Aldi's offerings make waves in 2021 BrandSpark International Best New Product Awards

David Salazar
Managing Editor
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BrandSpark International is sharing the winers of its 2021 Best New Products Awards, as well as new insights on the state of shoppers — both gleaned from a national survey of 14,500 consumers. 


"We are thrilled to celebrate the 13th year of the Best New Product Awards," said Robert Levy, president of BrandSpark International and founder of the Best New Product Awards. "With so many new products launched each year, it is hard for consumers to know what to buy and challenging for brands to break through the clutter. This is where the Best New Product Awards comes in.”

While the health, beauty and personal care categories and the household product categories were all dominated by big-name brands, food and beverage winners were largely private label or retailer exclusives. Perhaps unsurprisingly, Aldi was far and away the big winner among food and beverage exclusives, taking the top spot in 18 categories. In fact, Aldi was side-by-side with L’Oréal and Procter & Gamble as the companies with the most wins this year.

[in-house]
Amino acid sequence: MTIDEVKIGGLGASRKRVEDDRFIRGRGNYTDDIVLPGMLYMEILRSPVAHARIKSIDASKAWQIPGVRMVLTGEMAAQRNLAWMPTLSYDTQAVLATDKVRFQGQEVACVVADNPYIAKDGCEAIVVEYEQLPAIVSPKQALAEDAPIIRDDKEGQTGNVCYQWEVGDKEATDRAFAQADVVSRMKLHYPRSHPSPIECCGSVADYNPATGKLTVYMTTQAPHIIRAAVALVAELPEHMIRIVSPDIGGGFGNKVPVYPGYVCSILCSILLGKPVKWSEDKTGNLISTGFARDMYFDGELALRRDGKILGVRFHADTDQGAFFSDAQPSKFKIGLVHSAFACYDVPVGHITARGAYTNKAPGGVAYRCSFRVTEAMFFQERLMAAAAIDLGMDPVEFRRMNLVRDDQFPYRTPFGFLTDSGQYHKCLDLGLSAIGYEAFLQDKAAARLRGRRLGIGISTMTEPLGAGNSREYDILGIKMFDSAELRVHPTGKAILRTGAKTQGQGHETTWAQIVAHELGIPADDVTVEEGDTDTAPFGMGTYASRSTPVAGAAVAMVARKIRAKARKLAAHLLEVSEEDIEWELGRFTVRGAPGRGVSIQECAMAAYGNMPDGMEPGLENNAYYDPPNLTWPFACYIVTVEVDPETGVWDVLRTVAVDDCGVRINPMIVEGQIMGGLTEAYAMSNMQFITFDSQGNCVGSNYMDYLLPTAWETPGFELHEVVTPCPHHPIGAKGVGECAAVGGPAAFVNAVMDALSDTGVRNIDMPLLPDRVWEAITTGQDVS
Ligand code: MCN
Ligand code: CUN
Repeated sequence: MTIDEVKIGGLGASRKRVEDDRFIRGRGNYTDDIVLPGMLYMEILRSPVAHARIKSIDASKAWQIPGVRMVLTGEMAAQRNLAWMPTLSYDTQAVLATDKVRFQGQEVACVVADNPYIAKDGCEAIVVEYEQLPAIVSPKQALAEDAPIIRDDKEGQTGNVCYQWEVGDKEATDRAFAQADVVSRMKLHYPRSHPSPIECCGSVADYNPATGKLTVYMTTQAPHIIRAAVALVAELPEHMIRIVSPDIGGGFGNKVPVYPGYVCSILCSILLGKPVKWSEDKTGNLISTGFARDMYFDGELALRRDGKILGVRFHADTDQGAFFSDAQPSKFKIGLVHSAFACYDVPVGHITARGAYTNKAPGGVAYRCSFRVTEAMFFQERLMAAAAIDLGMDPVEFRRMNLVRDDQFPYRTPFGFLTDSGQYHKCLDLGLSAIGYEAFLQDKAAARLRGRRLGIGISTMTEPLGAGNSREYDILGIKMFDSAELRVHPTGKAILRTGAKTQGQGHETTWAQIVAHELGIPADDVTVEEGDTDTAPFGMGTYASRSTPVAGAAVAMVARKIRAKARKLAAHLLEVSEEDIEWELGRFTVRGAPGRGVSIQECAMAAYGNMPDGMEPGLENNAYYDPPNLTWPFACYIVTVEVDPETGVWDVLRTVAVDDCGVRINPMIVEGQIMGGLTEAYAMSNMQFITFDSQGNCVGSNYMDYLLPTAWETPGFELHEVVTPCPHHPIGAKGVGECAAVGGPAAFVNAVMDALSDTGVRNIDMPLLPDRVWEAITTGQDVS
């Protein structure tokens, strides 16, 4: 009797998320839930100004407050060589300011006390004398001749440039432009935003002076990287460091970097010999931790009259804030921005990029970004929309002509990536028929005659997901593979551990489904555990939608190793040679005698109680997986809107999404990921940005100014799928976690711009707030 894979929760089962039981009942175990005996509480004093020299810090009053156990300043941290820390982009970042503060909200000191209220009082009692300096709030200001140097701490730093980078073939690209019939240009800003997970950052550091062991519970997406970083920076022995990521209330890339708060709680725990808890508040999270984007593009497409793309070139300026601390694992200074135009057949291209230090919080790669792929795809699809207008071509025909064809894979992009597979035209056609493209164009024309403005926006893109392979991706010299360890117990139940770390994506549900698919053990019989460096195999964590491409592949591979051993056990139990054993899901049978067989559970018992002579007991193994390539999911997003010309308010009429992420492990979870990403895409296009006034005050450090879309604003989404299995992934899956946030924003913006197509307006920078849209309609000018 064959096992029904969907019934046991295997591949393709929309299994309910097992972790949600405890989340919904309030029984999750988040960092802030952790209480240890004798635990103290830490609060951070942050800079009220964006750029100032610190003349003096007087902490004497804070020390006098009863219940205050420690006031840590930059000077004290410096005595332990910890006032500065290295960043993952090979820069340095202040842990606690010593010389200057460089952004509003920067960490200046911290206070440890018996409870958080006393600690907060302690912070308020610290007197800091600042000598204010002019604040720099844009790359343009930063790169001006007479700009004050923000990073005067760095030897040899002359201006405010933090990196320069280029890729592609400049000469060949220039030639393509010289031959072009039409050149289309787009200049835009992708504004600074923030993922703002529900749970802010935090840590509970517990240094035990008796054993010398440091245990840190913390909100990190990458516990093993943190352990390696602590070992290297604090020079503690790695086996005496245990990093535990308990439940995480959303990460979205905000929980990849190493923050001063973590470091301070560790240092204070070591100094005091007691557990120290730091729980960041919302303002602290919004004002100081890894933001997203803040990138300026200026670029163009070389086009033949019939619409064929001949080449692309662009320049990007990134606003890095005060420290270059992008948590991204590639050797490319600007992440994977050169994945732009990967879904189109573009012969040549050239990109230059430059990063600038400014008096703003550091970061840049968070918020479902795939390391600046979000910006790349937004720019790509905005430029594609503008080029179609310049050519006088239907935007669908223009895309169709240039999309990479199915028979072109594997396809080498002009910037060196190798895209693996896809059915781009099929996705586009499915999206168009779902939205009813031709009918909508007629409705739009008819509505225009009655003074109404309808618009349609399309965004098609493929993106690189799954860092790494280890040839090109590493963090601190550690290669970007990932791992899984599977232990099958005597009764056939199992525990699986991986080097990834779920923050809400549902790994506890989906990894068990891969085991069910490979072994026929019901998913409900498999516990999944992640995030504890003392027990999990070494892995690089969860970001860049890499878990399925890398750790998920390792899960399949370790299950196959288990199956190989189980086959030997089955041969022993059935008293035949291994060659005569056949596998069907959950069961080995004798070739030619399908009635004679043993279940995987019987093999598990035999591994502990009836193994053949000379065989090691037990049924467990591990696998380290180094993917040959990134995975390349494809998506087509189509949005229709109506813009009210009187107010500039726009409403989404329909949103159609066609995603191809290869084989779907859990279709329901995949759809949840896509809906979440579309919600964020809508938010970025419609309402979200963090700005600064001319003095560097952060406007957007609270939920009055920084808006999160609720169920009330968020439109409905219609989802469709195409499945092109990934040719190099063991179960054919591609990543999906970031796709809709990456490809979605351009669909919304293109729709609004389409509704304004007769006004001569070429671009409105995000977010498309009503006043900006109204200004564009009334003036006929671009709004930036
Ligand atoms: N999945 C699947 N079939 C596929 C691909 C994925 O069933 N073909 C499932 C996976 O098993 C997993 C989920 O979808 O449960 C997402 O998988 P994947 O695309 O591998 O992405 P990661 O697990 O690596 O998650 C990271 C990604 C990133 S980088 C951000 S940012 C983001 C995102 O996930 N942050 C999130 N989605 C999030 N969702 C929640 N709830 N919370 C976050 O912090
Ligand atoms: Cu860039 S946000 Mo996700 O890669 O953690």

Last year, 52% of consumers said the best new product innovation was coming from brand-name companies. This year, that number was down to 46%. 

Other private brand winners included Giant Food’s Artie 2018 South African chardonnay, which won the store brand chardonnay category, and Lidl’s Preferred Selection British Extra Mature Cheddar Cheese, which won the specialty aged cheese category. 

Private and exclusive brands are increasingly on the minds of consumers who are seeking differentiation among retailers. Last year, 52% of consumers said the best new product innovation was coming from brand-name companies. This year, that number was down to 46%. 

Even amid the pandemic, shoppers still look for novelty. Seven in 10 said that they like trying new products, and 50% said that they actively through stores for new and different products. They also are less price sensitive. A slim majority (51%) of shoppers said that finding a one-stop shop is more appealing than the lowest prices, a 12-percentage-point increase from last year. 

Other pandemic-related shifts include a bigger focus on taste as a deciding factor in a purchase, with 78% saying taste is the most important factor when buying food — an increase of five percentage points over last year. But they also are looking out for their health, with 70% saying they are making changes to live healthier. Of these, 78% said they believe a lot they can do a lot with food and nutrition to prevent illness. That’s not to say indulgence isn’t a factor. Seventy-three percent said that indulgent foods are still worth it, despite not being the healthiest option — an increase of 5 percentage points from last year’s survey. 

The Best New Product Awards are being featured in Newsweek’s print and digital publications, as well as being showcased in targeted communications and other efforts. For the full list of winners, click here